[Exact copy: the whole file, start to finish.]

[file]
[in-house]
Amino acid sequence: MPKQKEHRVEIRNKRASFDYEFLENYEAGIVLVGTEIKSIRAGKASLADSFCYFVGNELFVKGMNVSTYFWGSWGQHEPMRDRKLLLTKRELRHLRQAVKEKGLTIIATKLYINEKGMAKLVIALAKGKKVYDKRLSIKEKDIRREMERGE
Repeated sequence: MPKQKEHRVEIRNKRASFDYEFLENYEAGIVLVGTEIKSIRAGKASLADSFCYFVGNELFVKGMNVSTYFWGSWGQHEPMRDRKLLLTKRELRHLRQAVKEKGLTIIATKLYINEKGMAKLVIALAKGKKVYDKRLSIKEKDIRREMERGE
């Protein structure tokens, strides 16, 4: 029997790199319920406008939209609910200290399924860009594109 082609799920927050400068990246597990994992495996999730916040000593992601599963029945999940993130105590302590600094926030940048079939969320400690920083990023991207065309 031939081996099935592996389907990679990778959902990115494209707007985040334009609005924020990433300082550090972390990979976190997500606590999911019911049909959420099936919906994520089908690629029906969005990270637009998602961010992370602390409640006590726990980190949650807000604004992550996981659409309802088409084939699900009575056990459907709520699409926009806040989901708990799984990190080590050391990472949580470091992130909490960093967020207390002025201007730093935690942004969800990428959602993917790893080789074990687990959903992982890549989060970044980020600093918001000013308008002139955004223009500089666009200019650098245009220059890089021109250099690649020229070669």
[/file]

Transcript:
[in-house]
Amino acid sequence: MPKQKEHRVEIRNKRASFDYEFLENYEAGIVLVGTEIKSIRAGKASLADSFCYFVGNELFVKGMNVSTYFWGSWGQHEPMRDRKLLLTKRELRHLRQAVKEKGLTIIATKLYINEKGMAKLVIALAKGKKVYDKRLSIKEKDIRREMERGE
Repeated sequence: MPKQKEHRVEIRNKRASFDYEFLENYEAGIVLVGTEIKSIRAGKASLADSFCYFVGNELFVKGMNVSTYFWGSWGQHEPMRDRKLLLTKRELRHLRQAVKEKGLTIIATKLYINEKGMAKLVIALAKGKKVYDKRLSIKEKDIRREMERGE
């Protein structure tokens, strides 16, 4: 029997790199319920406008939209609910200290399924860009594109 082609799920927050400068990246597990994992495996999730916040000593992601599963029945999940993130105590302590600094926030940048079939969320400690920083990023991207065309 031939081996099935592996389907990679990778959902990115494209707007985040334009609005924020990433300082550090972390990979976190997500606590999911019911049909959420099936919906994520089908690629029906969005990270637009998602961010992370602390409640006590726990980190949650807000604004992550996981659409309802088409084939699900009575056990459907709520699409926009806040989901708990799984990190080590050391990472949580470091992130909490960093967020207390002025201007730093935690942004969800990428959602993917790893080789074990687990959903992982890549989060970044980020600093918001000013308008002139955004223009500089666009200019650098245009220059890089021109250099690649020229070669």